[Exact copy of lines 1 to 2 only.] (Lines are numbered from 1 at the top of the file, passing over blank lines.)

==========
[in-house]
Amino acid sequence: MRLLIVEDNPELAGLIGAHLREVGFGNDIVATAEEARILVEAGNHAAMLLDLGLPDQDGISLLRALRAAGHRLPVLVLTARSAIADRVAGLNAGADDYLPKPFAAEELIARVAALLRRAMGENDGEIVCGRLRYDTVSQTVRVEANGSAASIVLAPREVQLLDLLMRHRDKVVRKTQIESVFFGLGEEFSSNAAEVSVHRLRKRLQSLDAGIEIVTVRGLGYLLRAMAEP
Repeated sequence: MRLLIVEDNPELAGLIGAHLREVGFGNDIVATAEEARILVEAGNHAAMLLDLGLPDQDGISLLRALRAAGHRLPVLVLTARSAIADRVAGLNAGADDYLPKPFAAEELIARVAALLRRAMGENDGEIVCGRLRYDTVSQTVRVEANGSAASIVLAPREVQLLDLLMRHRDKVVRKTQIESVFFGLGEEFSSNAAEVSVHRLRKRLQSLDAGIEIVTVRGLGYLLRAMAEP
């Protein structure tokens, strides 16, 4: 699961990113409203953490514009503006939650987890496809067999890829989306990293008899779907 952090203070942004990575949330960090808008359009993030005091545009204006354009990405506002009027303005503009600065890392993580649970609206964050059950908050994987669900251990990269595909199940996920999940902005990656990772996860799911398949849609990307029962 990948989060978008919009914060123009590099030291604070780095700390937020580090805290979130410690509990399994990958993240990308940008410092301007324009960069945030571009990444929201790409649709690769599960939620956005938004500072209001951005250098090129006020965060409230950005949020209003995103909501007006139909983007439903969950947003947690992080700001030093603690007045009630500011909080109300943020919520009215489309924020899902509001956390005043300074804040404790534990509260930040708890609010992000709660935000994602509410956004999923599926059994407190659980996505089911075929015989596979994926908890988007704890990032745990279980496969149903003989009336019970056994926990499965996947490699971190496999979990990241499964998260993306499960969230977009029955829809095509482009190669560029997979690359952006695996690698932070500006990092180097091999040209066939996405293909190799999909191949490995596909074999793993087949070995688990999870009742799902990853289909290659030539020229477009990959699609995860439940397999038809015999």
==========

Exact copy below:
[in-house]
Amino acid sequence: MRLLIVEDNPELAGLIGAHLREVGFGNDIVATAEEARILVEAGNHAAMLLDLGLPDQDGISLLRALRAAGHRLPVLVLTARSAIADRVAGLNAGADDYLPKPFAAEELIARVAALLRRAMGENDGEIVCGRLRYDTVSQTVRVEANGSAASIVLAPREVQLLDLLMRHRDKVVRKTQIESVFFGLGEEFSSNAAEVSVHRLRKRLQSLDAGIEIVTVRGLGYLLRAMAEP